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Man Parrish Gives Old Schoolers A History Lesson On The Synth

By on June 26, 2016
man parrish

Man Parrish shares an amazing accounting of his career and those he’s worked with

Dance music icon Man Parrish was using synthesizers and creating new ways for them to be used before Deadmau5 was even hanging in his Grandpa’s sack.

Blazing a path that today’s dance music artists take for granted today, artist like Man Parrish were doing things with synthesizers that took the industry over 30 years just to recognize its importance and give them the credit they deserved.

Like Patrick Cowley and Giorgio, Man Parrish’s mind set when it came to the synthesizers was light years ahead of the pack. Back in the day, whether it was Boogie Down Bronx, Hip Hop Be Bop or Heatstroke, they were made using cutting-edge technology that we take for granted today.

So, while going through FB we come across this post from Man Parrish. What an amazing piece of history! With over four decades in the biz, there’s nothing we can say that he doesn’t cover here when it comes to the impact synths [and he] have had on dance music.

Check it all out below, an amazing piece written by him from his Facebook page where you get to see all that history and schooled in one post. Mind blowing!

INDUSTRY MEMORIES: Sylvester- Mighty Real (1978) from Man Parrish

Patrick Cowley did all of Sylvester’s music. Patrick was the west coast “Giorgio Moroder” of his day, and did synthesizer disco tracks for many other artist on Megatone Records out of San Francisco. Patrick (and later Sylvester) were among the first people to die in the first wave of the early AIDS crisis.

By the time my record came out, Patrick had passed away. This is about 1983. I did a track called “Heatstroke” which was the precursor to my album. It was the title track to a porn movie, that actually got me my record deal… LOL.. I was a big Patrick Cowley fan, and tried to imitate a lot of what of what Patrick did on that song.

Marty Bleckman, the president of Megatone Records called me one day, when he was in New York for the new music seminar, and wanted to speak to me. I thought he was going to give me hell for ripping off Patrick’s sound. I met him in his hotel room in Times Square. I think he was staying at the Marriott. He shook my hand, and asked me to have a seat at the table in his room. He sat across from me and he was terribly distraught. He said now that Patrick had died, There’s no one around that could produce synthesizer records for his label, and he was afraid he was going to go out of business because Patrick’s sound was basically the label’s sound.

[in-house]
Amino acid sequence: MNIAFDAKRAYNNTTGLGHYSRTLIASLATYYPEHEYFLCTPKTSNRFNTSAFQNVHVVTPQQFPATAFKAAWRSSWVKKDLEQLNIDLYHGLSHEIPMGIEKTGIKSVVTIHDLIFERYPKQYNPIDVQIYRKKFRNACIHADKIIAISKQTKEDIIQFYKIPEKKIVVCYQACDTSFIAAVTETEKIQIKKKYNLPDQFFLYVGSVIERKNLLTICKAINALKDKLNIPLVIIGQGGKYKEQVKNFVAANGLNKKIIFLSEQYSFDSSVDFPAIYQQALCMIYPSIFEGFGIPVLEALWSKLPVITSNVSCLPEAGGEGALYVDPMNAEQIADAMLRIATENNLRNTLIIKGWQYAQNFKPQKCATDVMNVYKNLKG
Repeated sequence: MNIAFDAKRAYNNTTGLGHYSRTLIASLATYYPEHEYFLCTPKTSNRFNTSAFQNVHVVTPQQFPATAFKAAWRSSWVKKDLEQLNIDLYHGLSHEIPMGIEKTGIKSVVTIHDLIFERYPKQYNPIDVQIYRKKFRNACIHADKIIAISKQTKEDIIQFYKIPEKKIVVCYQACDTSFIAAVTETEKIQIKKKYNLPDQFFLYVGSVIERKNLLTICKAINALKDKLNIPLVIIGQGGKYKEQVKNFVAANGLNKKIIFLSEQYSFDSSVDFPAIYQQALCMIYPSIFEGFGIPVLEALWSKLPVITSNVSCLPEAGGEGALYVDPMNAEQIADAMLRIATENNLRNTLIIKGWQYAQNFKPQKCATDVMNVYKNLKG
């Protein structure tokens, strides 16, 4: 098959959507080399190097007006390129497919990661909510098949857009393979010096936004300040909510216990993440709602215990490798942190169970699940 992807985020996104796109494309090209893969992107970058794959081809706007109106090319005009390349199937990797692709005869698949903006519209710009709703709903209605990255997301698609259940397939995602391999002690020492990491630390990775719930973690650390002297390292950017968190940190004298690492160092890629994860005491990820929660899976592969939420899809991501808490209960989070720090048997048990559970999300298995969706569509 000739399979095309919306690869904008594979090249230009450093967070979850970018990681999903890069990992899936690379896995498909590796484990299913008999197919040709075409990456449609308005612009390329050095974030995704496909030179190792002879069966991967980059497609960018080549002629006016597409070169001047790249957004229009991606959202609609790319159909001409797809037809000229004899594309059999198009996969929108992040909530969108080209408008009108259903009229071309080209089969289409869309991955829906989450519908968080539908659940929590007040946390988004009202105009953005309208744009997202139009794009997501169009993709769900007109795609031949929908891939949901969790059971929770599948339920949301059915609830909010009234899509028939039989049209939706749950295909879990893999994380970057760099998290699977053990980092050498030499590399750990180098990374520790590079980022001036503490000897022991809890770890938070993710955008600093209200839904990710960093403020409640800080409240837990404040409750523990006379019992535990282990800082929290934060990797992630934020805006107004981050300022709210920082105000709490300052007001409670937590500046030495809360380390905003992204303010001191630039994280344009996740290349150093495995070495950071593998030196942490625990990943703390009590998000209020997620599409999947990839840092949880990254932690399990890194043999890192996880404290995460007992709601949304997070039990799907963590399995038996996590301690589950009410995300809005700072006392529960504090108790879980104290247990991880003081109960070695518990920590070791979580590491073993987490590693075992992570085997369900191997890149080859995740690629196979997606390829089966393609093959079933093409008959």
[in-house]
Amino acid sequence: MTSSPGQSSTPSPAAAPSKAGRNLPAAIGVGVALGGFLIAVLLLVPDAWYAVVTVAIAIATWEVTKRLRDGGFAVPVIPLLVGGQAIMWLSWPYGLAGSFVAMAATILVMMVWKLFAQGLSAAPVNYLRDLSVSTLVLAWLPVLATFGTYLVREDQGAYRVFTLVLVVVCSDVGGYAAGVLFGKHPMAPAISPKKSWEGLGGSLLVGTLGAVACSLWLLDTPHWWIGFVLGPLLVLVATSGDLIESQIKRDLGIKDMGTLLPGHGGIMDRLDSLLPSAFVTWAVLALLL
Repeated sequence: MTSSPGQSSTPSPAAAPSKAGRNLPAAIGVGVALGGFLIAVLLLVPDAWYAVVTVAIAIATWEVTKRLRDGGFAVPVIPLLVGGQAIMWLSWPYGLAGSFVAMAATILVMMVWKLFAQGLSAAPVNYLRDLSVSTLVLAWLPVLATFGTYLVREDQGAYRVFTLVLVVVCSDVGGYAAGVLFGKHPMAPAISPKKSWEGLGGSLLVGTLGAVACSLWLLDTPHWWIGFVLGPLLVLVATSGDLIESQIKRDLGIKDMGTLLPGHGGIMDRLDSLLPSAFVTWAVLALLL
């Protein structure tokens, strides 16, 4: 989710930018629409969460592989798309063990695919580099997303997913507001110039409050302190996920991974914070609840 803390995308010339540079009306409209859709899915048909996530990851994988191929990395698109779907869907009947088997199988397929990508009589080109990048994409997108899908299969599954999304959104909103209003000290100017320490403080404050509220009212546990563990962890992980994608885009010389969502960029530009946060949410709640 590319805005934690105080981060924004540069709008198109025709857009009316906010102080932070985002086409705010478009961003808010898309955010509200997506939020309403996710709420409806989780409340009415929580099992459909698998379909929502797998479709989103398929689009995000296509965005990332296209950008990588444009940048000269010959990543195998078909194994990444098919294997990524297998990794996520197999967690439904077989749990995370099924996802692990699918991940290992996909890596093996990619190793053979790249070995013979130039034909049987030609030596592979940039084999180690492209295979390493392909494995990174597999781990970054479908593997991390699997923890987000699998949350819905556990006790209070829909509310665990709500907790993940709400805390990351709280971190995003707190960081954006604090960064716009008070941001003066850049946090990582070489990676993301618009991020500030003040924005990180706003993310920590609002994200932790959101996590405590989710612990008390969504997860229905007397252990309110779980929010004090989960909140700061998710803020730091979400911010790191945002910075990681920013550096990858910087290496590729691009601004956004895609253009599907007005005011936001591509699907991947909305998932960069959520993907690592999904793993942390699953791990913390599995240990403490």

He mentioned my song Heatstroke, and said I was the closest thing to Patrick that he knew of, and would I be interested in doing new music for Sylvester. Quite frankly I was blown away! Sylvester was a dance legend and he’s asking me to do all of his new music! Marty asked me to do a demo that he can give to Sylvester, and if Sylvester liked it, Sylvester would write lyrics, and we be in business. I did a demo, and Sylvester absolutely hated it… LOL.

But, Marty loved it and passed it onto another label artist they had called Paul Parker. Paul already had a few hit disco songs called Right On Target (which he would sometimes jokingly sing on stage as “my name’s not Margret”), Pushing Too Hard, and a few others that Patrick Cowley did as well. Marty flew me out to San Francisco to meet Paul Parker. We got along famously. Paul told me that everyone used to call Sylvester “Transvester”. Sylvester was VERY gay, very “out” which was basically unheard of in those days and Sylvester was extremely flamboyant as you can see by the music video attached. He was black, gay, loud and proud!

Marty Bleckman the label owner was right, Megatone Records was dying since Patrick was no longer around. I did a track for Paul called “One Look”. It was in the more popular New York freestyle synthesizer sound, and not the Giorgio Moroder disco sound that Patrick did, so Marty didn’t put it out.

We wound up releasing One Look on Dice Records, which was run by Morris Levy one of the famous, notorious, ripoff real life Mafia gangsters who had infiltrated the music business and was featured in the iconic music industry book called “Hit Men”. That book was about how there was so much money to be made in the music industry back then, that the mafia actually opened up record labels and ripped artist off for the sea of cash that was flowing in, in record sales. Needless to say, we never got paid on that one either LOL.

Patrick Cowley and Paul Parker were very good friends. Paul has an awesome singing voice and Patrick used him on many of his records as a background singer. When Patrick died, he gave Paul some of his old synthesizers. Paul had a few synthesizers sitting in his closet in San Francisco. He said “I don’t know what these things are, but could you use them?”. He gave me one of the bigger synthesizers, and said here, take this back to New York and do something with it.

Turns out, it was Patrick’s main synthesizer that he used on Do You Wanna Funk and all those classic records released on Megatone. Needless to say, that legendary synthesizer is one of my cherished pieces in my vintage synth collection.

I also have one of the original Roland MC8 MicroComposer Sequencers used by Giorgio Moroder on Donna Summer’s “I Feel Love”, and the original Vocoder used by Electric Light Orchestra on “Mr. Blue Sky”. That Vocoder later became my “voice” on my album and many other tracks that I did like Boogie Down Bronx.

Glad to be a part of dance music history!

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